Heinen: Construction ahead for Wisconsin’s government

There's a lot ahead for the state
Heinen: Construction ahead for Wisconsin’s government

We’re remodeling our kitchen at home. It needs it. I won’t go into the details, but the old kitchen endured some abuse. And while there is always a certain amount of dread that comes with a big remodeling project, especially of a kitchen, we’re looking forward to an upgrade.

I feel similarly about Wisconsin right now. There’s a lot to clean up and things are going to be messy for a while, but it’s kind of exciting to get the project underway.

Former Gov. Scott Walker did a lot of damage to this state. We don’t need to dissect his methods or his motives any further here – other than acknowledge his next career move will be to help chair President Donald Trump’s re-election campaign in Wisconsin. The new job fits Walker like a glove.

What was always so baffling about Walker was his disinterest in the state he governed. Walker never seemed to like Wisconsin. He took no explicit pride in being a Wisconsinite. He seemed to look on parts of the state, especially Madison and Milwaukee, with disdain. He also appeared to dislike the University of Wisconsin System, public schools and public employees, and he had no interest in infrastructure, the environment or family farms. Worse, he had no imagination, no enthusiasm for innovation or creativity and, as a result, Wisconsin looked hopelessly dysfunctional, backward looking and boring. Like an outdated kitchen, Wisconsin became a place people didn’t want to come to, hang out in and enjoy.

A remodeled Wisconsin doesn’t need to be all bright and shiny. It doesn’t have to have every new gadget. But it needs to be inviting, welcoming and exciting for the quality of opportunity it offers within.

Like any big reconstruction project, there are going to be subcontractors involved and they will offer different opinions. We, the owners of this place, are going to have to make the final decision.

Too many Republicans in the state Legislature shared Gov. Walker’s desire for a 1950s-style state where one follows a recipe with the same ingredients. They don’t like disruptions or new stuff and they’re going to resist anything that looks too dramatically different. But we also half expect Democratic lawmakers will insist on having things go exactly and only their way, too. Which is why we like having Tony Evers leading the design team. Gov. Evers seems like the kind of guy who wouldn’t get rattled when a new washer and dryer unexpectedly requires a different breaker box, or when it suddenly becomes obvious a new shelf needs to be raised about a foot higher on the wall.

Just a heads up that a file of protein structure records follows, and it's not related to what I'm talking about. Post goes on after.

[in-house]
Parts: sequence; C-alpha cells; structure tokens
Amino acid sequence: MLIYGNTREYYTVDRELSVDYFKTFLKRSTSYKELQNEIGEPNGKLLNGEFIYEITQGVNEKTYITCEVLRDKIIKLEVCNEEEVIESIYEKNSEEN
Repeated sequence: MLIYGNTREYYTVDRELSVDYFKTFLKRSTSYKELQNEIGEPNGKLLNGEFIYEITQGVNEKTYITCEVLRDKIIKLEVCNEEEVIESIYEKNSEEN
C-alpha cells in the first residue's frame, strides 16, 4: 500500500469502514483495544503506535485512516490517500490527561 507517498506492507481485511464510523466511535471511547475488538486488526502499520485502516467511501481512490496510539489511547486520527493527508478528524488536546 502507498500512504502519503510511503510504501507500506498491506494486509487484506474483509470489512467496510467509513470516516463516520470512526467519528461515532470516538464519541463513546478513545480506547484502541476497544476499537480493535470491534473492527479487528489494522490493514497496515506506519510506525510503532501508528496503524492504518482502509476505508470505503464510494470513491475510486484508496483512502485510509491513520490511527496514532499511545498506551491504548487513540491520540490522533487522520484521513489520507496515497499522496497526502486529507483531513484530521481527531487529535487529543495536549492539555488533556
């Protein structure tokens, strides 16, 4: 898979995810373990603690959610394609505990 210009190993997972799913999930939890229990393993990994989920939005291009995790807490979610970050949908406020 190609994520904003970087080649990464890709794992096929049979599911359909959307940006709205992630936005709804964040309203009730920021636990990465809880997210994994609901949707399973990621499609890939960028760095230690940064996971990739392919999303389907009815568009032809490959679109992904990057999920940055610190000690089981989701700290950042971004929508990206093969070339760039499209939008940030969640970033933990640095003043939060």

It helps to revisit Wisconsin’s pre-Walker project to build and maintain a vital state university system; an economic development strategy for biosciences, information technology, 21st century manufacturing and small business startups; healthy, local food systems; robust alternative energy generation operations and modern mass transit; an inclusive workforce that acknowledges the contributions of workers from around the world; accessible, affordable health care for all; great child care, preschools and public education; and equity and justice.

Wisconsin used to be a state others looked at with some envy. It was a cool place to live; a place that was healthy and safe, fun and stimulating and rich in both culture and vision. Despite Walker’s indifference or resistance, we’ve actually been able to add edgy, diverse and inclusive elements. It’s kind of like that splash of color that makes you think “I’ve never seen that in a kitchen before.”

Expect delays. They’re inevitable. But it feels good to have finally summoned the energy and motivation to get this remodeling underway. It’s time to start cooking again.

Side notes

Madison Food Forefathers
Madison lost two of its iconic participants in the early stages of what we now recognize as a major urban food scene. Dolph “Jeff” Stanley, who founded hamburger haven Dotty Dumpling’s Dowry, and Victor Mondry, the ahead-of-his-time founder of the coffee business Victor Allen’s, both died in January. We take great burgers and artisan coffee for granted these days, but Stanley and Mondry did cool food long before it was cool.

Save Our Species
Dane County’s very own Henry Vilas Zoo and zoos across the country play an increasingly important role in protecting animals at risk for extinction. The Save Our Species luncheon on Feb. 12 at the Edgewater Hotel, (I’m the emcee) is a fundraiser to raise awareness of species protection and the important research being done locally. Tickets are available at vilaszoo.org.